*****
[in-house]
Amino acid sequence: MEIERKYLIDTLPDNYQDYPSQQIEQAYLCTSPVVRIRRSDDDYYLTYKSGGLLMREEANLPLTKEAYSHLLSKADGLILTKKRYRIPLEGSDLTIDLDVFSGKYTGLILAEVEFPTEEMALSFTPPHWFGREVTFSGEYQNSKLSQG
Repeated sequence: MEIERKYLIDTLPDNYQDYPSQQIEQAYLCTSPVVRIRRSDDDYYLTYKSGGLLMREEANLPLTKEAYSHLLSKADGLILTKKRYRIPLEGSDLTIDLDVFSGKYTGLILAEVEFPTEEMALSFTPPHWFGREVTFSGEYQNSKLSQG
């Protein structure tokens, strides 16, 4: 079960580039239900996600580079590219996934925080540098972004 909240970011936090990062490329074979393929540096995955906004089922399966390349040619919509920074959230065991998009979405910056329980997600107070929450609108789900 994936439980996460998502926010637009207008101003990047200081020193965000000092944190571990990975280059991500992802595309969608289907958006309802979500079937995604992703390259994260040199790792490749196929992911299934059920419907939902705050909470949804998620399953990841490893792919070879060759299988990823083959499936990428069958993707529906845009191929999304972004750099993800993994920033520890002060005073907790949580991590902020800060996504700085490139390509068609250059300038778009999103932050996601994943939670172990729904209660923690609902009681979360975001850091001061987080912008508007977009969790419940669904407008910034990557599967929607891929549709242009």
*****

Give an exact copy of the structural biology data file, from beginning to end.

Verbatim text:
[in-house]
Amino acid sequence: MEIERKYLIDTLPDNYQDYPSQQIEQAYLCTSPVVRIRRSDDDYYLTYKSGGLLMREEANLPLTKEAYSHLLSKADGLILTKKRYRIPLEGSDLTIDLDVFSGKYTGLILAEVEFPTEEMALSFTPPHWFGREVTFSGEYQNSKLSQG
Repeated sequence: MEIERKYLIDTLPDNYQDYPSQQIEQAYLCTSPVVRIRRSDDDYYLTYKSGGLLMREEANLPLTKEAYSHLLSKADGLILTKKRYRIPLEGSDLTIDLDVFSGKYTGLILAEVEFPTEEMALSFTPPHWFGREVTFSGEYQNSKLSQG
């Protein structure tokens, strides 16, 4: 079960580039239900996600580079590219996934925080540098972004 909240970011936090990062490329074979393929540096995955906004089922399966390349040619919509920074959230065991998009979405910056329980997600107070929450609108789900 994936439980996460998502926010637009207008101003990047200081020193965000000092944190571990990975280059991500992802595309969608289907958006309802979500079937995604992703390259994260040199790792490749196929992911299934059920419907939902705050909470949804998620399953990841490893792919070879060759299988990823083959499936990428069958993707529906845009191929999304972004750099993800993994920033520890002060005073907790949580991590902020800060996504700085490139390509068609250059300038778009999103932050996601994943939670172990729904209660923690609902009681979360975001850091001061987080912008508007977009969790419940669904407008910034990557599967929607891929549709242009």